MONTPELIER, Vt. (May 30, 2017) – Last week, Gov. Phil Scott vetoed a bill that would legalize possession and cultivation of small amounts of marijuana. Vermont will not be able to further nullify the unconstitutional federal prohibition on cannabis until 2018.

Senate Bill 22 (S.22) originally set up a study commission to explore taxation and regulation of cannabis in the state. But at the last minute, the Senate amended it to include language from a bill that passed the House (H.170). As amended, S.22 would have legalized possession of up to 1 ounce of marijuana and cultivation of two mature plants or four seedlings by adults 21 and over. The bill does not create any regulatory or taxing structure, and would not legalize the sale of marijuana. The measure retains language creating the study committee.

The Senate passed the amended version 20-9 on May 5. The House concurred by a 79-66 vote. Vermont could have become the first state to legalize marijuana through an act of the legislature, but Gov. Scott vetoed the legislation.

“While I am not philosophically opposed to ending the prohibition on marijuana, and I believe that it is an inevitable part of the future, I decided to return this bill to the Legislature, and offer a path forward that still legalizes personal possession, while taking a much more thorough look at what public health, safety and education policies are needed before Vermont moves to a comprehensive regulatory and revenue system,” Gov. Scott said in his veto letter.

In spite of his opposition to S.22, Gov. Scott portrays himself as a friend of cannabis reform. He claims that he will sign similar legislation in the future if certain provisions are added to allay public safety concerns.

“I have asked the Legislature to come back this summer and, while still allowing for possession of one ounce and a set number of marijuana plants, change S.22 to more aggressively penalize consumption while driving, and usage in the presence of minors. We must acknowledge that marijuana is not alcohol and it is not tobacco – how we protect children from the new classification of the substance is incredibly important,” Gov. Scott said.

The state of Vermont will now have to wait until the 2018 legislative session before it can consider legalizing recreational cannabis again.

Marijuana legalization has taken a bumpy road in Vermont thus far. The Senate initially passed a more comprehensive bill that not only would have legalized marijuana possession, but also created a framework for commercial cultivation and retail sales. When it became clear the House would not approve the more aggressive measure, the Senate passed the amended SB.22 as a compromise. Not it appears the two houses of the legislature will have to work together to find a path forward that also addressed the governor’s concerns.


If S.22 was signed into law, it would have removed another layer of laws prohibiting the possession and use of marijuana, but federal prohibition would remain in place. Vermont has already taken a first step by legalizing medical marijuana, and in February, the state Senate passed a bill to expand that program.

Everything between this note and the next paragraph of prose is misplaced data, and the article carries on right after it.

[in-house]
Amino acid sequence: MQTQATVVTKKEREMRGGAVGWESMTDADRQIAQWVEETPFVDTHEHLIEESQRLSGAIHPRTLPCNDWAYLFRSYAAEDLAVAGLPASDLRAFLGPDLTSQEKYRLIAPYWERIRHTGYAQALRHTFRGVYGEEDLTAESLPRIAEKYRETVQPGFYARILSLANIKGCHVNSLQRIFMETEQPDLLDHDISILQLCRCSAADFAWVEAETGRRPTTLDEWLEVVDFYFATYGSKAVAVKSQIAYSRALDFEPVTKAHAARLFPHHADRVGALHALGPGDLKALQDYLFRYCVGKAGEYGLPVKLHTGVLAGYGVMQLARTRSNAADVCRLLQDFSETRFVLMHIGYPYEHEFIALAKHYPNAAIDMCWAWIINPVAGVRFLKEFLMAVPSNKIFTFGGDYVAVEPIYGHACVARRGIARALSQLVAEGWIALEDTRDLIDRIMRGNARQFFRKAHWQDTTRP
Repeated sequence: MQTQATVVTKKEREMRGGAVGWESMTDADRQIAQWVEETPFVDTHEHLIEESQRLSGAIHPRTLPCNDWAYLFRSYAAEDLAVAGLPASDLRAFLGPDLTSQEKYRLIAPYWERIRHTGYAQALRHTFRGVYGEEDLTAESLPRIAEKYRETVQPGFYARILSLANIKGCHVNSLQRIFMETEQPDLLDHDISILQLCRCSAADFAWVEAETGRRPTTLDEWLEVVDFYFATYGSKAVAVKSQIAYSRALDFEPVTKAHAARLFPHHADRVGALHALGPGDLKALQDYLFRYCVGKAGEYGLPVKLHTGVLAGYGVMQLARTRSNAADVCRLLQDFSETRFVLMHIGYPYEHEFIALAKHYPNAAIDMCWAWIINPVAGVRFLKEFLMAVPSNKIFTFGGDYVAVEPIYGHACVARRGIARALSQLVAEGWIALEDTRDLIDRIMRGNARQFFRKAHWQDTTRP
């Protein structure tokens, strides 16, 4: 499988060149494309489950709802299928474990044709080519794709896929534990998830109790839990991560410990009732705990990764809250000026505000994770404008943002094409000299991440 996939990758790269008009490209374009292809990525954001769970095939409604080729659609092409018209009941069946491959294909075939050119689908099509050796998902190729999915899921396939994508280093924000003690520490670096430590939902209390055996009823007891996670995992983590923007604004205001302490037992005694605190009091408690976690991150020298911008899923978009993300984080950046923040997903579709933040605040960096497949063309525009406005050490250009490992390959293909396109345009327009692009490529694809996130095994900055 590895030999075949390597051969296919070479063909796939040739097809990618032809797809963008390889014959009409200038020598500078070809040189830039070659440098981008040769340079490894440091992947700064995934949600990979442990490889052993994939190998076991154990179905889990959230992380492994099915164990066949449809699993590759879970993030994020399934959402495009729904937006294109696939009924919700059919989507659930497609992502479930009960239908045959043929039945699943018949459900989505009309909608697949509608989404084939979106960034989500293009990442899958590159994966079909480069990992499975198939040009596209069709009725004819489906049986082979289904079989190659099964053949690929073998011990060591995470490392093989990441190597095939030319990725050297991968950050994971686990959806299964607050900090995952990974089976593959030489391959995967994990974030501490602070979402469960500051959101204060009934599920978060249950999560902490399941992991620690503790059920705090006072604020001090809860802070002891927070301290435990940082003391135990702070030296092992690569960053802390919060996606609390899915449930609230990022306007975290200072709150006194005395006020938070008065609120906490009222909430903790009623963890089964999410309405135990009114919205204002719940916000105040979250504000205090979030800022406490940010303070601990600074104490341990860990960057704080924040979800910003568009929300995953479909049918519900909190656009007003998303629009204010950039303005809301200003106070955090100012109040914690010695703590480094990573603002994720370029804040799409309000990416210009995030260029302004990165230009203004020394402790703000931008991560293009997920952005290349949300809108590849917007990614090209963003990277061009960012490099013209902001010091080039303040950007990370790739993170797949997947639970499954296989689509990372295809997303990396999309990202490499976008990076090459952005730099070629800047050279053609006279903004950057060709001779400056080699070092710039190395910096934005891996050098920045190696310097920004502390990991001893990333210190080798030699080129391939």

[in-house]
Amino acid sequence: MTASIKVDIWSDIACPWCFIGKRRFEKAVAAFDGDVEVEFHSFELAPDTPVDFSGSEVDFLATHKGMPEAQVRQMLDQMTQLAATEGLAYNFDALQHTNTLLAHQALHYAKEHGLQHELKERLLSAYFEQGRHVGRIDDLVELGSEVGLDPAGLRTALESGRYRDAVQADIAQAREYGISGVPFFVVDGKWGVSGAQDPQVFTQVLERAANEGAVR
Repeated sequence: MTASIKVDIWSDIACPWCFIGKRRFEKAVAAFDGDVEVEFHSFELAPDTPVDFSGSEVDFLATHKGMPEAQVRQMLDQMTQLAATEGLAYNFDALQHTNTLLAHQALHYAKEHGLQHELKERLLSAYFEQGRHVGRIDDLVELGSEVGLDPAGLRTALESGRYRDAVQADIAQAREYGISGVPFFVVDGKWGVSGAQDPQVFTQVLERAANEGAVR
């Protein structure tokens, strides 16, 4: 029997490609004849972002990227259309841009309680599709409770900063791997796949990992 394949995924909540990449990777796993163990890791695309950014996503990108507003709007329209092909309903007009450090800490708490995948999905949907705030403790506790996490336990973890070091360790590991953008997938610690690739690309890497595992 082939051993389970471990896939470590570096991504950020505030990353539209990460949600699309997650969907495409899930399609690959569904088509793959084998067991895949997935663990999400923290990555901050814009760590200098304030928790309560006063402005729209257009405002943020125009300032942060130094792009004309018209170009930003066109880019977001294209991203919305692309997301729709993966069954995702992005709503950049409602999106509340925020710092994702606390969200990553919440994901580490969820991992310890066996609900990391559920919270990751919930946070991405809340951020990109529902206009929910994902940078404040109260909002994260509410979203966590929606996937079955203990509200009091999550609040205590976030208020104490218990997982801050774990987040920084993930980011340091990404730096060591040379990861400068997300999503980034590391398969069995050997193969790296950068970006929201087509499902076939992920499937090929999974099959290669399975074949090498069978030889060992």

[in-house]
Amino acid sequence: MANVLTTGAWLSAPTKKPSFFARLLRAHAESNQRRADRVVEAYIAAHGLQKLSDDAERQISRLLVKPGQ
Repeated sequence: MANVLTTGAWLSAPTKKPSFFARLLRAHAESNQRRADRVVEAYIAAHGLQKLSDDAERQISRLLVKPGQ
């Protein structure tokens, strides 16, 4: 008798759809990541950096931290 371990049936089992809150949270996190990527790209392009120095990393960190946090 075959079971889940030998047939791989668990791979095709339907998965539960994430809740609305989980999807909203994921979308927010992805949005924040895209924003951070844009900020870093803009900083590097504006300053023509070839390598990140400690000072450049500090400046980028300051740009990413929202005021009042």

Of course, the federal government lacks any constitutional authority to ban or regulate marijuana within the borders of a state, despite the opinion of the politically connected lawyers on the Supreme Court. If you doubt this, ask yourself why it took a constitutional amendment to institute federal alcohol prohibition.

While state law does not alter federal law, it takes a step toward nullifying in effect the federal ban. FBI statistics show that law enforcement makes approximately 99 of 100 marijuana arrests under state, not federal law. By easing state prohibition, Vermont essentially sweeps away part of the basis for 99 percent of marijuana arrests.

Furthermore, figures indicate it would take 40 percent of the DEA’s yearly-budget just to investigate and raid all of the dispensaries in Los Angeles – a single city in a single state. That doesn’t include the cost of prosecution. The lesson? The feds lack the resources to enforce marijuana prohibition without state assistance.

Vermont is among a growing number of states simply ignoring federal prohibition. Colorado, Washington state, Oregon and Alaska have already legalized recreational cannabis with California, Nevada, Maine, and Massachusetts set to join them after ballot initiatives in favor of legalization were passed in those states last November. More than 2-dozen states now allow cannabis for medical use. With half the country legalizing marijuana, the feds find themselves in a position where they simply can’t enforce prohibition any more. The feds need state cooperation to fight the “drug war,” and that has rapidly evaporated in the last few years with state legalization, practically nullifying the ban.

“The lesson here is pretty straight forward. When enough people say, ‘No!’ to the federal government, and enough states pass laws backing those people up, there’s not much the feds can do to shove their so-called laws, regulations or mandates down our throats,” Tenth Amendment Center founder and executive director Michael Boldin said.

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